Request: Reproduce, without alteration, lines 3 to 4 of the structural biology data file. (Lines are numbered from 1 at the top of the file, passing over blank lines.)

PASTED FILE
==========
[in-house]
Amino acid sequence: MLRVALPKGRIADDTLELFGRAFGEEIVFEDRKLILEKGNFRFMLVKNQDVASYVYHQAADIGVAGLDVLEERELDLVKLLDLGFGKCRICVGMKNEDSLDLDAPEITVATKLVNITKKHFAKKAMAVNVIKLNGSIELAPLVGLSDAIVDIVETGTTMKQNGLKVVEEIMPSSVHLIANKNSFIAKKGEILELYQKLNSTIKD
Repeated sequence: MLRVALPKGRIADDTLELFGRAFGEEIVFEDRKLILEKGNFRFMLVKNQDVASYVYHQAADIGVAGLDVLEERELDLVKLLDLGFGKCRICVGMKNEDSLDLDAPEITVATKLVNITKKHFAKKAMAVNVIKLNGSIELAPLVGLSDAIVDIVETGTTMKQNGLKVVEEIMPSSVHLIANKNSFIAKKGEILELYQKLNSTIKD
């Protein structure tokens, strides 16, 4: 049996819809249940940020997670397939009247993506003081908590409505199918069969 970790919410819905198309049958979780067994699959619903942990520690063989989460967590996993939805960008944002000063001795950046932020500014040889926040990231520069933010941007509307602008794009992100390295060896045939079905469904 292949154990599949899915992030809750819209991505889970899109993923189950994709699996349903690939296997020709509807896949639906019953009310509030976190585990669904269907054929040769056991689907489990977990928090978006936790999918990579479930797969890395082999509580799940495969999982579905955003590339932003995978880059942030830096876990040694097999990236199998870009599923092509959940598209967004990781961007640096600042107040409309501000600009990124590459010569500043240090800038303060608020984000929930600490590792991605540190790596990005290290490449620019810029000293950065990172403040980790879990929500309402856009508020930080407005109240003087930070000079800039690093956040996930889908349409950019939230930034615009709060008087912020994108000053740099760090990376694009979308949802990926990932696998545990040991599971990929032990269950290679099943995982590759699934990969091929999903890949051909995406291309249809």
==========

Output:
Repeated sequence: MLRVALPKGRIADDTLELFGRAFGEEIVFEDRKLILEKGNFRFMLVKNQDVASYVYHQAADIGVAGLDVLEERELDLVKLLDLGFGKCRICVGMKNEDSLDLDAPEITVATKLVNITKKHFAKKAMAVNVIKLNGSIELAPLVGLSDAIVDIVETGTTMKQNGLKVVEEIMPSSVHLIANKNSFIAKKGEILELYQKLNSTIKD
């Protein structure tokens, strides 16, 4: 049996819809249940940020997670397939009247993506003081908590409505199918069969 970790919410819905198309049958979780067994699959619903942990520690063989989460967590996993939805960008944002000063001795950046932020500014040889926040990231520069933010941007509307602008794009992100390295060896045939079905469904 292949154990599949899915992030809750819209991505889970899109993923189950994709699996349903690939296997020709509807896949639906019953009310509030976190585990669904269907054929040769056991689907489990977990928090978006936790999918990579479930797969890395082999509580799940495969999982579905955003590339932003995978880059942030830096876990040694097999990236199998870009599923092509959940598209967004990781961007640096600042107040409309501000600009990124590459010569500043240090800038303060608020984000929930600490590792991605540190790596990005290290490449620019810029000293950065990172403040980790879990929500309402856009508020930080407005109240003087930070000079800039690093956040996930889908349409950019939230930034615009709060008087912020994108000053740099760090990376694009979308949802990926990932696998545990040991599971990929032990269950290679099943995982590759699934990969091929999903890949051909995406291309249809």